Monday, February 21, 2011

Suicide attack on Mogadishu police training camp


A suicide car bomber killed at least 12 people near a police training camp in Somalia\'s capital Mogadishu in what police said was an attack by rebels who profess loyalty to al Qaeda.

Al Shabaab has waged a three-year insurgency to topple the UN-backed interim government they consider a stooge of the West, restricting it to just a few blocks of Mogadishu.

Police say civilian casualties were high in the early morning strike on a busy main road that was aimed at Seredi, the police training camp about 500m from Mogadishu port.

\"We cannot get the exact number of dead now. We are busy collecting flesh, and people are shocked here,\" Hassan Ali, a police officer, told Reuters.

There were likely to be more casualties since fragments of the bomb, shrapnel and wrecked car parts were flung across the road and into various buildings and houses, police said.

Two vehicles with passengers headed for the port burst into flames and several residents fled in panic, police said. A donkey and its rider both lay dead and nearby houses made of iron sheets were destroyed.

Four of those killed were suicide bombers, two were police officers, and half a dozen were civilians, police said.

Ali said police shot at a speeding vehicle hurtling towards the gates of their training camp, before the explosion shook the area, covering it in flames and smoke.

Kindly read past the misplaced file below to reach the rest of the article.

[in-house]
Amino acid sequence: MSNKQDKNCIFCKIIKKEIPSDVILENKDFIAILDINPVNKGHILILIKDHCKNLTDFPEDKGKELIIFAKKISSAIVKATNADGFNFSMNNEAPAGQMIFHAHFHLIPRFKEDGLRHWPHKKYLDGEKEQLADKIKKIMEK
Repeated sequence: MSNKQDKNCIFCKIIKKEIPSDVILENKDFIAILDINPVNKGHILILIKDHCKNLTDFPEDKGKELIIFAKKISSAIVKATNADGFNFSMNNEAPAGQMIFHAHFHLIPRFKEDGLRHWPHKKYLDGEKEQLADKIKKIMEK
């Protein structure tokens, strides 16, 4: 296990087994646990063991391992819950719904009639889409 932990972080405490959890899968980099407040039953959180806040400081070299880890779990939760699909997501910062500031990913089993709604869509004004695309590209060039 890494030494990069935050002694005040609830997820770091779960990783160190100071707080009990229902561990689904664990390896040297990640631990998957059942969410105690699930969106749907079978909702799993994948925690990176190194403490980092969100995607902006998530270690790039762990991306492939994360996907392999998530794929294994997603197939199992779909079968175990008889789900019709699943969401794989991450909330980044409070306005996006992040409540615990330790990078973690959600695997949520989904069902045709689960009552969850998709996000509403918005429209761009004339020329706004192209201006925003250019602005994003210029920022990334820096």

\"We believe Al Shabaab is behind this attack,\" Ali said.

\"We fired at the car as it sped towards us, before it exploded outside our gate. Two police guards were killed.\"

Ali said the bombers\' vehicle was a mini-lorry loaded with drums and explosives.

The Muslim Horn of Africa nation has been plagued by violence and anarchy since dictator Mohamed Siad Barre was ousted in 1991. Neighbours say Somalia is used as a shelter by militants intent on attacks in east Africa and further afield.

Western spy agencies say the country has become a haven for foreign jihadists. Somalia\'s al Shabaab rebels claimed responsibility for bombs in Uganda that killed scores of people in July.

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